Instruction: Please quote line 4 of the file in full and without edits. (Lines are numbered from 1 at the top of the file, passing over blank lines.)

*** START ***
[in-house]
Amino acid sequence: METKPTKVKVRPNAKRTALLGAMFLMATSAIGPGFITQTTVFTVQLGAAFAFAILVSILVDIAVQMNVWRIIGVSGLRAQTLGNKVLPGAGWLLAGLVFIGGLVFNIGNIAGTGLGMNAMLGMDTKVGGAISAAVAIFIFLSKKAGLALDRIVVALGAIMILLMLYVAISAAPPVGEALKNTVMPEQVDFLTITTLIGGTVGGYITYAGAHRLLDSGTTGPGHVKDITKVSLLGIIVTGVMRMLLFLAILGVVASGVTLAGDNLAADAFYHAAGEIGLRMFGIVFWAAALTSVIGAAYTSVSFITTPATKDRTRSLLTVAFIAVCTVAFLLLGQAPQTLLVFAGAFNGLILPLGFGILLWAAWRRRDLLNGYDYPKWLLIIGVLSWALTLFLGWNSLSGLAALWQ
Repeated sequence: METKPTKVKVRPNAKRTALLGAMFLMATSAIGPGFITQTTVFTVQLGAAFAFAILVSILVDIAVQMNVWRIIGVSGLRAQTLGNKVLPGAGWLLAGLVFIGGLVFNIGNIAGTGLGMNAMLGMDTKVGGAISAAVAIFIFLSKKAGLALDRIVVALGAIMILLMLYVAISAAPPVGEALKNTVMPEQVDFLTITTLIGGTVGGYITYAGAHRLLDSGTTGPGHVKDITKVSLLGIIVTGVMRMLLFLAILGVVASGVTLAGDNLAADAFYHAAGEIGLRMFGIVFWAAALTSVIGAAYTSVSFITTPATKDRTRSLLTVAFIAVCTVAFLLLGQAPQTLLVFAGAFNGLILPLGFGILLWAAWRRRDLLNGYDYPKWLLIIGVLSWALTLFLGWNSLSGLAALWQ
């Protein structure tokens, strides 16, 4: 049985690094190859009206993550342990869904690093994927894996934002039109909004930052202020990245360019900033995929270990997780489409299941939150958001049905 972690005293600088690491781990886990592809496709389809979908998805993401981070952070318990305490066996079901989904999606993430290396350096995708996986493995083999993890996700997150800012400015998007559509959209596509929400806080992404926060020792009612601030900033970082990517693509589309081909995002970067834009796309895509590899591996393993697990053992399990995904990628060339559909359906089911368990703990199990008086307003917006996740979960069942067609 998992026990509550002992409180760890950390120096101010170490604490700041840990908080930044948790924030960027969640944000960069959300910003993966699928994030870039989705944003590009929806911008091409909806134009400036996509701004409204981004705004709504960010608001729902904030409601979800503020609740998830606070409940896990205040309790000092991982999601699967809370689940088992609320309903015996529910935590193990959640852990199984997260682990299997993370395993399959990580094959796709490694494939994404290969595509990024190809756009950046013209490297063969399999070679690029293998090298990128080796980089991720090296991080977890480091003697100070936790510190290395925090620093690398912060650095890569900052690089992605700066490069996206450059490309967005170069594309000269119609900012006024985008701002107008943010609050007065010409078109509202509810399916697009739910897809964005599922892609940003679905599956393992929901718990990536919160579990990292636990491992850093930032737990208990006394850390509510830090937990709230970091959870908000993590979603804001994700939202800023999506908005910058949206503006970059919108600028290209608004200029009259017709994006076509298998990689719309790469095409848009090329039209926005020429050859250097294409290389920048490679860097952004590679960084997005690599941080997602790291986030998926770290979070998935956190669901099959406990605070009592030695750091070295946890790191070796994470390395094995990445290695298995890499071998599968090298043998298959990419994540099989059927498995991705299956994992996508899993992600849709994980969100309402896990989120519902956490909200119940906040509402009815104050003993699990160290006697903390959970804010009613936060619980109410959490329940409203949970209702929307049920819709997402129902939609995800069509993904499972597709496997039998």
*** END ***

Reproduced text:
């Protein structure tokens, strides 16, 4: 049985690094190859009206993550342990869904690093994927894996934002039109909004930052202020990245360019900033995929270990997780489409299941939150958001049905 972690005293600088690491781990886990592809496709389809979908998805993401981070952070318990305490066996079901989904999606993430290396350096995708996986493995083999993890996700997150800012400015998007559509959209596509929400806080992404926060020792009612601030900033970082990517693509589309081909995002970067834009796309895509590899591996393993697990053992399990995904990628060339559909359906089911368990703990199990008086307003917006996740979960069942067609 998992026990509550002992409180760890950390120096101010170490604490700041840990908080930044948790924030960027969640944000960069959300910003993966699928994030870039989705944003590009929806911008091409909806134009400036996509701004409204981004705004709504960010608001729902904030409601979800503020609740998830606070409940896990205040309790000092991982999601699967809370689940088992609320309903015996529910935590193990959640852990199984997260682990299997993370395993399959990580094959796709490694494939994404290969595509990024190809756009950046013209490297063969399999070679690029293998090298990128080796980089991720090296991080977890480091003697100070936790510190290395925090620093690398912060650095890569900052690089992605700066490069996206450059490309967005170069594309000269119609900012006024985008701002107008943010609050007065010409078109509202509810399916697009739910897809964005599922892609940003679905599956393992929901718990990536919160579990990292636990491992850093930032737990208990006394850390509510830090937990709230970091959870908000993590979603804001994700939202800023999506908005910058949206503006970059919108600028290209608004200029009259017709994006076509298998990689719309790469095409848009090329039209926005020429050859250097294409290389920048490679860097952004590679960084997005690599941080997602790291986030998926770290979070998935956190669901099959406990605070009592030695750091070295946890790191070796994470390395094995990445290695298995890499071998599968090298043998298959990419994540099989059927498995991705299956994992996508899993992600849709994980969100309402896990989120519902956490909200119940906040509402009815104050003993699990160290006697903390959970804010009613936060619980109410959490329940409203949970209702929307049920819709997402129902939609995800069509993904499972597709496997039998």